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Real estate record and builders' guide: v. 42, no. 1084: December 22, 1888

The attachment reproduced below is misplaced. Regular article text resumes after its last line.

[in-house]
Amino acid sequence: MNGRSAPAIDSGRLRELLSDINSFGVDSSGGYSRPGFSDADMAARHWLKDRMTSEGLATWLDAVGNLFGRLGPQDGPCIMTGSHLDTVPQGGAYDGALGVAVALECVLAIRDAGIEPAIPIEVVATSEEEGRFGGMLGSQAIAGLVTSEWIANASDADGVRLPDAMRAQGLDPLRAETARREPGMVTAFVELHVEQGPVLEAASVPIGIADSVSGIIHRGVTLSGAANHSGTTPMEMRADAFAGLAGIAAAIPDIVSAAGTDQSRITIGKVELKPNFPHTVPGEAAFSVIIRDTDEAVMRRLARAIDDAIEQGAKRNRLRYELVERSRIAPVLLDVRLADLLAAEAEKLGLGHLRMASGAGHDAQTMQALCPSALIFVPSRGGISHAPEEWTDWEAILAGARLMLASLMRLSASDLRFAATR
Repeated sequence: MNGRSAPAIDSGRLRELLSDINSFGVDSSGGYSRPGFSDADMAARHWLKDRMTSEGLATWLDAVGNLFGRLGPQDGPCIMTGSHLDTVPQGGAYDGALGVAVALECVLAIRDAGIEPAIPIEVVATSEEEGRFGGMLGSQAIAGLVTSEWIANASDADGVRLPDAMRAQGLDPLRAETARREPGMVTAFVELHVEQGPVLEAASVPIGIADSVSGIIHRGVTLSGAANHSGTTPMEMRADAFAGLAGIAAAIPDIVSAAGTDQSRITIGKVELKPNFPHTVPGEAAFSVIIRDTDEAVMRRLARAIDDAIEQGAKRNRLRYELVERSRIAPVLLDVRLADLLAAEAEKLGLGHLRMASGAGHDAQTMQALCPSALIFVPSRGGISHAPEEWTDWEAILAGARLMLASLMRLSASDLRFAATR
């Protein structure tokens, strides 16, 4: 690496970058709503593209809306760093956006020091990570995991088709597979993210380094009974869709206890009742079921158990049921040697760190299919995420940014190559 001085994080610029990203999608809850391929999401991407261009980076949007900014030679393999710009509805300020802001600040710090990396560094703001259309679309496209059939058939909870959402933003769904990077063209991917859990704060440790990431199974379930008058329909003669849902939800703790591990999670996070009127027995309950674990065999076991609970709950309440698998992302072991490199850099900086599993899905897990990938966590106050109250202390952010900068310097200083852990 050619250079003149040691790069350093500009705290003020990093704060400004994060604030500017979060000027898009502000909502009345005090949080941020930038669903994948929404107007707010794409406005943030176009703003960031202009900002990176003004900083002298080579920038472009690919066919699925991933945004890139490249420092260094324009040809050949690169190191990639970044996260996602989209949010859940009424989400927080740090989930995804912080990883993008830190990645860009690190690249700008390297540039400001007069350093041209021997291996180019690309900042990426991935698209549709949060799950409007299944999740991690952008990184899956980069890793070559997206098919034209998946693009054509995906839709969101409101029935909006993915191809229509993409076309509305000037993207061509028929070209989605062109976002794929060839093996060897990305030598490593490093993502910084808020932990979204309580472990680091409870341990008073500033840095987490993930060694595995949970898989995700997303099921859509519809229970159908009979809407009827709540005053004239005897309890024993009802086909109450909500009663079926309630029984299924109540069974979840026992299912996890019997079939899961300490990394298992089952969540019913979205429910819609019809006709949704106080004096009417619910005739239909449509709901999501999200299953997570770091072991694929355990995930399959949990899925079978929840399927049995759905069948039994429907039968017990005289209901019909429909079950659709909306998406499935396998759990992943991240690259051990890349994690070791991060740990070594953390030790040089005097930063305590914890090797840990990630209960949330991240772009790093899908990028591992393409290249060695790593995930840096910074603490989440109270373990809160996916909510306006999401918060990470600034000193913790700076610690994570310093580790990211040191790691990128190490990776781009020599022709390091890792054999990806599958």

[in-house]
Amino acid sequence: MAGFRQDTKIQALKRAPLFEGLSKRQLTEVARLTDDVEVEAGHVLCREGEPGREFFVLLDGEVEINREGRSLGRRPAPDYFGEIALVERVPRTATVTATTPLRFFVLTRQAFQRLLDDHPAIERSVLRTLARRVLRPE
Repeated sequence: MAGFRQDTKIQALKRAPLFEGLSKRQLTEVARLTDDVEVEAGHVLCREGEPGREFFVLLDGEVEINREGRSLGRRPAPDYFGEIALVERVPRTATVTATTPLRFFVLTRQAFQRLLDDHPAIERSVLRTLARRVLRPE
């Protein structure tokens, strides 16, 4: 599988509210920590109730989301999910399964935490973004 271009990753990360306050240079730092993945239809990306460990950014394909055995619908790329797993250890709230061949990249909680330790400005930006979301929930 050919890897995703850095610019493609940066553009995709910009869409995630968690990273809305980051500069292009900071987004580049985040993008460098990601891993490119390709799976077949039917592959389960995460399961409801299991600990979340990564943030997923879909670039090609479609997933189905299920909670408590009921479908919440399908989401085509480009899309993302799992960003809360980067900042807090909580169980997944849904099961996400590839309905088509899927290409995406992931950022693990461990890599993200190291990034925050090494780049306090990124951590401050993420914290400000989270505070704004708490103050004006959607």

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December 23. 1888 Record and Guide. 1507 De/oteO to f^L Estate , SuiLoif/c Ap.cKitectji^e .Household DEQOi^TiotJ. Bi/sitJEss At^D Themes Of GEfJEfyilI;^TEi\EST PRICE, PER VEAR IIV ADVANCE, SIX DOLLARS. Published every Saturday. TELEPHONE, . - - JOHN 370. Communications Ehould be addressed to C. W. SWEET, 191 Broadway, 7. T. LINDSEY, Business Manager. Vol. XLII. DECEMBER 22, 1888. No. 1,084 The stock market is a puzz'e to tbe most sagacious dealers. In view of the great crop and tlie immense tonnare in sight there ought to have been a handsome advance in prices after the uncer¬ tainties of tbe Presidential election were over. But the war of rates in the West and Southwest, where there has been so much overbuilding of railroad lines within the last two years, created such uncertamty among the transportation lines as to affect unfa¬ vorably the whole railway system of the country. Investors fight shy of stocks when dividends are being passed or reduced, for tins has been the experience of St. Paul, Burlington & Quincy, Missouri Pacific, Rock Island, and other reputed strong corporations. But the elements of a better state of things exist nevertheless, and were we not near the close of tl:e year a general advance in prices might reasonably be looked for ; but December is never a bull month. A rise can never be reasonably expected until after the January disbiu'sements. Yet, notwithstanding the depressing influences of the season and the shock to confidence due to tbe reduction of divi¬ dends, it is worthy of note tbere has been a gradual advance of values in many important groups of raih'oada. "Within the last ten days the trunk line securities bave all been quoted higher, while the Coalers have made decided advances, Delaware & Hudson, Lackawanna and Reading have done an enormous business during the past year. After paying fixed charges they will carry over heavy sui-pluses ; hence the favcr with which they are regarded by investors. The com carrying roads are also looking up and will undoubtedly show handsome advances in the near future. We may gradually run into a bull movement, despite the threatening situation in the West and the continual shipment of gold. Tbe general business of the country is good and the only doubtful regions are the West and Soutbwest, where there has been an excessive amount of railroad . building. Fortunately, however, some seven great corporations are in absolute control of the region where all the trouble comes from, and it depends on comparatively few men to say when rates shall be restored and a peaceful basis reached. As soon as these people agree we may look for a pros¬ perous period for our railroads. Cartaia statemants made by Mr. Jay Gould in a recent conversa¬ tion with tlie editor of tha D-dilij •Sloskholdsr do not seem to have attracted the attention tbey deserve. It is true ■ that as far as the stock market is concerned Mr, Jay Gould's interviews are not always presumed to be very reliable sources of information; but these assertions were evidently not made witb any intention of gladdening tbe bullish heart. They were simply matters of fact as to the projects of a corporation with the working of which the public is too familiar to make deceit possible. He said, amoug .otlier things, that the Manhattan Company was constructing two new tracks, one on the 3d avenue from the Harlem River to 65th street, and the other on the Gth avenue from 155th street to 53tb, and that they intended further to run tbe 3d avenue track all the way down town, while the Gth avenue track would branch off on the 9tb avenue division. Before long he expected they would have through trains running from one end of the island to the other, and making altogether four stops. The charge for the trip would bs ten cents, and the distance would be covered in twenty minutes. This would really be rapid transit. The Man¬ hattan Company is endeavoring to meet the exigencies of the situation. These improvements, however, do not go quite far enough. Should Elm street be widened an elevated track could be erected from one end of it to the other, and if more accommodations are needed the Boulevard can be utilized for the purpose. No objec¬ tion to this latter scheme could be raised on the ground that it would spoil the beauty of that avenue, for public neglect has done, tbat pretty effectually already. With these facilities there might be no further trouble about rapid Iransit for ten years or more. Perhaps these are not the most perfect arrangements that could be made, but they ai-e certainly tbe most practicable. Mayor Hewitt's plan, cornpieheneive asit was, seema to have met with no public approval, and it has been suggested that there are engineering dif¬ ficulties in its way. Moreover, it is extremely doubtful if any scheme for a surface rapid transit road could bccarried into effect at the present time. There are too many conflicting interests to satisfy. It would be about as diffieidt to find a plan on which everybody could agree asit would to pursuade Satan to stop sinning. The Arcade schem.e was a splendid oie, but the o;>po3ition to it wa^ powerful and effectual, and it is understood the company has had a bard time finding the necessary funds. Doubtless sometime Mew York will be blessed by surface ripid transit roads, but at present its citizens had better make the best otit of what they have got, for the simple reason that they cannot help themselves. After all they will not have very much to complain about if they can get from one end of the island to the other in less than thirty minutes. The Senate's discussion of the tariff bill before them is a aoriy waste of time. The Tlouse. is not at all likely to concur in their action, and if it did the President would not approve. This is to be a short session, for, taking out the holiday rece33, there will be a little over ten weeks for legislation, and tho regular appropriation bills will, naturally, take up most of the time. Indeed, the political outlook is not at all reassuring. The surplus is over seventy mill¬ ion of dollars and, unless reduced by legislation, will be a hundred and fifty million by June next. Should the Congi-ess now in session appropriate any of this money for productive or useful pm-po3es, apart from the regular appropriations. President Cleveland will, of course, interpose a veto. He will not countenance river a':d harbor bills, Blair's education meastu-e, public building improvements or any disposition of the public funds for tbe benefit of the busines.^ or trade of the country. President Harrison will therefore take office with a large and growing surplus, and he wil] be forced to call an extra session of Congress in order somehow to get tho money out of the Treasury. If Congress was a business body it could, during March, April and May, dispose of the surplus by liberal appropriations' for improving our rivers and harbors, rehabilitating our comnierce, adding to our navy, commencing the needed worii of coast defenses and authorizing the constiiiction of public buildings where tbey arc needed. We could really spend over $500,000,0'^0 to the immense benefit of tbe commerce and security of the nation. But there is nearly $150,000,000 that is really available. Were this appropriated in productive works, Congress could then adjourn until fall and return to tax questions at the regular session. But at the extra sessions in March we will probably plunge into tariff and other irrelevant debates. Nothing is really certain except that wo will spend more money corrupUyin pension legislation and continue to make a present of the sui^jIus to tbe w^ealtby individuals and corporations who own evidences of the national debt. This debt- paying policy is indefensible from any and every poiut of view. We want the money for jiroductive works. Eight milUons, ar. least, are needed right here in New York harbor, and equally generous sums aro imperatively requh'ed for public works in other important sections of the country. But it is clear that the coming spring will see business men a good deal embarrassed because of the impossi¬ biUty of foretelling what our Congress, composed of lawyers and politicians, will or will not do. The coal roads, by all accounts, have been exceptionally prosper¬ ous during the past year. Their shares are all worth a great deal more than they are selling for on the stock market. The output of coal bas been very large and the prices have been remunerative. Practically, they have acted together as a great trust. Under tbe circumstances, would it not he wise for the companies to treat both the public and their employes generously ? They should not charge the highest rates for coal or its transportation. In addition, why not show some consideration to the miners and their railroad hands? It, confessedly, cost the Reading Company a million and a-half of dollars to beat the sti-ike of last spring. Would it not have been wiser to have spent a third or even a half of that sum in making the lives of these poor wretches more tolerable ? To keep up prices the companies are, very generally, suspending mining at the begin¬ ning of winter, which is a cruel hardship to heads of families whose wages when employed afford, at be^t, a very scantliving. If, how¬ ever, the coal companies think only of themselves, and are prosper¬ ous at tbe expense of tbe community on the one hand and their employes on tlie other> they must expect, in time, to face fierce attacks in tbe press and in Congress. No corporations can jaerraa- nently Hve in this countiy that trausact their business without reference to the public or the people they employ., A little consid¬ eration for the interest of others would redound, eventually, to tha interests of the coal corporations themselves. It is estimated that the shrinkage of the values of tbe securities of some several corporations, owned chiefly in the Eastern States, since July 1, 1887, amounts to fully $107,000,000. New York finan¬ ciers are surprised that there have not been failures of, individuals